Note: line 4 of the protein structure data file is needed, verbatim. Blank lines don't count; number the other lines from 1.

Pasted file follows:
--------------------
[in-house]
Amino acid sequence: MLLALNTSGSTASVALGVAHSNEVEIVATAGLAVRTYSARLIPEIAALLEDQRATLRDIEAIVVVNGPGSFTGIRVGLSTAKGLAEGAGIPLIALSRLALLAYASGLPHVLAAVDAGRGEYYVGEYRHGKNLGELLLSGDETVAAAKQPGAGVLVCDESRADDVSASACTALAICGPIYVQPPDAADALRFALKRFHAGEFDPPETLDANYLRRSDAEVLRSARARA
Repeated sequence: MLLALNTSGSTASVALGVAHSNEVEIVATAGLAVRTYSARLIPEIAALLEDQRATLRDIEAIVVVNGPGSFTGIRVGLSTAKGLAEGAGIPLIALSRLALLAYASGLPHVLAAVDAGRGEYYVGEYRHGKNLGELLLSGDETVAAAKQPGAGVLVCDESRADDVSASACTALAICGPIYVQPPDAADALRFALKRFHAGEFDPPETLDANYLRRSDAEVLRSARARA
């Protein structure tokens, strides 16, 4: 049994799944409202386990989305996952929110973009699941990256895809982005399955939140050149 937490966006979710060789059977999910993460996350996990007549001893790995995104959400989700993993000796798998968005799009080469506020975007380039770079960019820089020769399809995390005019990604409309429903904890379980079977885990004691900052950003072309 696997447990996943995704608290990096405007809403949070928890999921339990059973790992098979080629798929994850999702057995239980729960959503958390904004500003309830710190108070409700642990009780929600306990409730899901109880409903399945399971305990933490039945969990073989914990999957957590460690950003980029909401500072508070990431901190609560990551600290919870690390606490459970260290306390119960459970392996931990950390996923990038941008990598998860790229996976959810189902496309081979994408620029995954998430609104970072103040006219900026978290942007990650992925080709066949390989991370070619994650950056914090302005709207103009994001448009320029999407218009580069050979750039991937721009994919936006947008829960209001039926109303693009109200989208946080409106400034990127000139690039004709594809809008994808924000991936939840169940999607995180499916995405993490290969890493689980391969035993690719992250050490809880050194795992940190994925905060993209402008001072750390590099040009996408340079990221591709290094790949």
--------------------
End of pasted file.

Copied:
């Protein structure tokens, strides 16, 4: 049994799944409202386990989305996952929110973009699941990256895809982005399955939140050149 937490966006979710060789059977999910993460996350996990007549001893790995995104959400989700993993000796798998968005799009080469506020975007380039770079960019820089020769399809995390005019990604409309429903904890379980079977885990004691900052950003072309 696997447990996943995704608290990096405007809403949070928890999921339990059973790992098979080629798929994850999702057995239980729960959503958390904004500003309830710190108070409700642990009780929600306990409730899901109880409903399945399971305990933490039945969990073989914990999957957590460690950003980029909401500072508070990431901190609560990551600290919870690390606490459970260290306390119960459970392996931990950390996923990038941008990598998860790229996976959810189902496309081979994408620029995954998430609104970072103040006219900026978290942007990650992925080709066949390989991370070619994650950056914090302005709207103009994001448009320029999407218009580069050979750039991937721009994919936006947008829960209001039926109303693009109200989208946080409106400034990127000139690039004709594809809008994808924000991936939840169940999607995180499916995405993490290969890493689980391969035993690719992250050490809880050194795992940190994925905060993209402008001072750390590099040009996408340079990221591709290094790949």